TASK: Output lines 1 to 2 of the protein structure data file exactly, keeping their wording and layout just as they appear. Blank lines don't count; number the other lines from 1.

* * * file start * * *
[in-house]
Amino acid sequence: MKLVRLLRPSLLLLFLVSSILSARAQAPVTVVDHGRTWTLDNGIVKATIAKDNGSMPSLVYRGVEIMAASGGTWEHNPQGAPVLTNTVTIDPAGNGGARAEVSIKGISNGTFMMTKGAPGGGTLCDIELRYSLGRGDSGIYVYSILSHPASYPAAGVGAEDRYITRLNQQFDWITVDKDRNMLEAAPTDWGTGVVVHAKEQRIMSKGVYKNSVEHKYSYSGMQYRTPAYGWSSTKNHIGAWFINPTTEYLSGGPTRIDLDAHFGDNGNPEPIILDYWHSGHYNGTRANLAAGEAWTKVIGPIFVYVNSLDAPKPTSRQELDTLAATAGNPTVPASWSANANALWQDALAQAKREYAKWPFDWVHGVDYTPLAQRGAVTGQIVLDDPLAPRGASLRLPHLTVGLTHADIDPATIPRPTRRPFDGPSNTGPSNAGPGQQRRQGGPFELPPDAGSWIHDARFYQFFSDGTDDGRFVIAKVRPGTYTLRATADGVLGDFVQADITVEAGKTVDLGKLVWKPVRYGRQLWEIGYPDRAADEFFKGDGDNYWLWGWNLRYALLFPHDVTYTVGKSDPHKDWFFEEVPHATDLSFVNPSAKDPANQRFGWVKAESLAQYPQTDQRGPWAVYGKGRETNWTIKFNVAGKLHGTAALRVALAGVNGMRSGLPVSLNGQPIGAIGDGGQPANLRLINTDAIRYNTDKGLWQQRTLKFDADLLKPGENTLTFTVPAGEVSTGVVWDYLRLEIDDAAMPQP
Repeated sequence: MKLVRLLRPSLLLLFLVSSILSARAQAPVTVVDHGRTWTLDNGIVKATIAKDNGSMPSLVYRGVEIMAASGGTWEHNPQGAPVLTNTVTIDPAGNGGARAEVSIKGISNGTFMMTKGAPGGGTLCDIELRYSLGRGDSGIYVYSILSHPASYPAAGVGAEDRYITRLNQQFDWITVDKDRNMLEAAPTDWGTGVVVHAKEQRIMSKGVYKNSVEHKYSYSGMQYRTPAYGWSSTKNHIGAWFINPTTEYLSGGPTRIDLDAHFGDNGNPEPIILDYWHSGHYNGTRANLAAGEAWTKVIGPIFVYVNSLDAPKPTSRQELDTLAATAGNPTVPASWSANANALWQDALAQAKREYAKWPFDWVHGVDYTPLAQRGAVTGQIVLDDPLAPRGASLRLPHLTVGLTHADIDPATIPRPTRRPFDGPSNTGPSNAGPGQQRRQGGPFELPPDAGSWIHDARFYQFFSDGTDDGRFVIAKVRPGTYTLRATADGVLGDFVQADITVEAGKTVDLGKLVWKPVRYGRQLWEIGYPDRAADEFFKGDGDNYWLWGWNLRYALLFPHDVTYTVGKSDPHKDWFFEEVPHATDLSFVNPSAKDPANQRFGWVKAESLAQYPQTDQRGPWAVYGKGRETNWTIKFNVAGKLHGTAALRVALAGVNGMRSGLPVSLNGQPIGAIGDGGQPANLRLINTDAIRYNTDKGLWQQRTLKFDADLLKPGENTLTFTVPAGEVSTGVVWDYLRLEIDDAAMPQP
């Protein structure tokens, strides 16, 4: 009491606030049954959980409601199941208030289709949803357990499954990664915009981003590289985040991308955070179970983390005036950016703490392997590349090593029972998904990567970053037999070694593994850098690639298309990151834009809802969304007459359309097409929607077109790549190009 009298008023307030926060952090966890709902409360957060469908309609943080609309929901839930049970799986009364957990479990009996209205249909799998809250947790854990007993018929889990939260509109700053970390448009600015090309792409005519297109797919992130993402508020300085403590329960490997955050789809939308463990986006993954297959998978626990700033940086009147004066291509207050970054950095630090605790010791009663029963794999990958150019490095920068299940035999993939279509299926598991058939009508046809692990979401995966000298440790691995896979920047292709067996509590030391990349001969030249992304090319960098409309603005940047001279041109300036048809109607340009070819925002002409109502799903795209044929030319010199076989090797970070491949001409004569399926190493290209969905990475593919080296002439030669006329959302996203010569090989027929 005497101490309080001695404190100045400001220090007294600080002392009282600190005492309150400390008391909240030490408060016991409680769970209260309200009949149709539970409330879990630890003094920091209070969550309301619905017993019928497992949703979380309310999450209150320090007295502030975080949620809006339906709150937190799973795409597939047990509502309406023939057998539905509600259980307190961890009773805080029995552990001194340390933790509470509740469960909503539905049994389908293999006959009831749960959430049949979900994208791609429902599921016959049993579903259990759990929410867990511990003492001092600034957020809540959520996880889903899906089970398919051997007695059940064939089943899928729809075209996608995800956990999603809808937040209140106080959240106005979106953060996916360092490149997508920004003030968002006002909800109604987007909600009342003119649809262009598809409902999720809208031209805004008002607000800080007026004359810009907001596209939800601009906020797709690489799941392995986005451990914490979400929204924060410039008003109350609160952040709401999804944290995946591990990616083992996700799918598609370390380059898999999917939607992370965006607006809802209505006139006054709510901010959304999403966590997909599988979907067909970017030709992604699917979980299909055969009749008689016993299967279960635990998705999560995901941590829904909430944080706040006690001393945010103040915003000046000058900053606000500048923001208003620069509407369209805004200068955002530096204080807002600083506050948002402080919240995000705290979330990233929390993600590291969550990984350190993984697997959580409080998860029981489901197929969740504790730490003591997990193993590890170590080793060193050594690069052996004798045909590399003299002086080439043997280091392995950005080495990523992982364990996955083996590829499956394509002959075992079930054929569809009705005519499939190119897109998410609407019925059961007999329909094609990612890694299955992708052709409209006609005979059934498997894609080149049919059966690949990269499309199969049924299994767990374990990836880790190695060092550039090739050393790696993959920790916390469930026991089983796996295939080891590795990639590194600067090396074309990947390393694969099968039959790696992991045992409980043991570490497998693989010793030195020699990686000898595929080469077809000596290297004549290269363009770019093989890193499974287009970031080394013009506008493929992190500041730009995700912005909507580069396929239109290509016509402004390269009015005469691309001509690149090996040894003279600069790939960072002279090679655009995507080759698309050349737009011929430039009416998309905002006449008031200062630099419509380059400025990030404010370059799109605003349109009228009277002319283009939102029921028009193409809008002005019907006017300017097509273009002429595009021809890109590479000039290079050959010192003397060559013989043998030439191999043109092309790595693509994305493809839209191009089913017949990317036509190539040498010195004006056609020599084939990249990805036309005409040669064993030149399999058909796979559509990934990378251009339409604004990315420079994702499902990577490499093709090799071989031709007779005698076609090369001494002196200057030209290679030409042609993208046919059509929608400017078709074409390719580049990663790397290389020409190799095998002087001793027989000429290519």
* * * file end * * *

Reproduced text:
[in-house]
Amino acid sequence: MKLVRLLRPSLLLLFLVSSILSARAQAPVTVVDHGRTWTLDNGIVKATIAKDNGSMPSLVYRGVEIMAASGGTWEHNPQGAPVLTNTVTIDPAGNGGARAEVSIKGISNGTFMMTKGAPGGGTLCDIELRYSLGRGDSGIYVYSILSHPASYPAAGVGAEDRYITRLNQQFDWITVDKDRNMLEAAPTDWGTGVVVHAKEQRIMSKGVYKNSVEHKYSYSGMQYRTPAYGWSSTKNHIGAWFINPTTEYLSGGPTRIDLDAHFGDNGNPEPIILDYWHSGHYNGTRANLAAGEAWTKVIGPIFVYVNSLDAPKPTSRQELDTLAATAGNPTVPASWSANANALWQDALAQAKREYAKWPFDWVHGVDYTPLAQRGAVTGQIVLDDPLAPRGASLRLPHLTVGLTHADIDPATIPRPTRRPFDGPSNTGPSNAGPGQQRRQGGPFELPPDAGSWIHDARFYQFFSDGTDDGRFVIAKVRPGTYTLRATADGVLGDFVQADITVEAGKTVDLGKLVWKPVRYGRQLWEIGYPDRAADEFFKGDGDNYWLWGWNLRYALLFPHDVTYTVGKSDPHKDWFFEEVPHATDLSFVNPSAKDPANQRFGWVKAESLAQYPQTDQRGPWAVYGKGRETNWTIKFNVAGKLHGTAALRVALAGVNGMRSGLPVSLNGQPIGAIGDGGQPANLRLINTDAIRYNTDKGLWQQRTLKFDADLLKPGENTLTFTVPAGEVSTGVVWDYLRLEIDDAAMPQP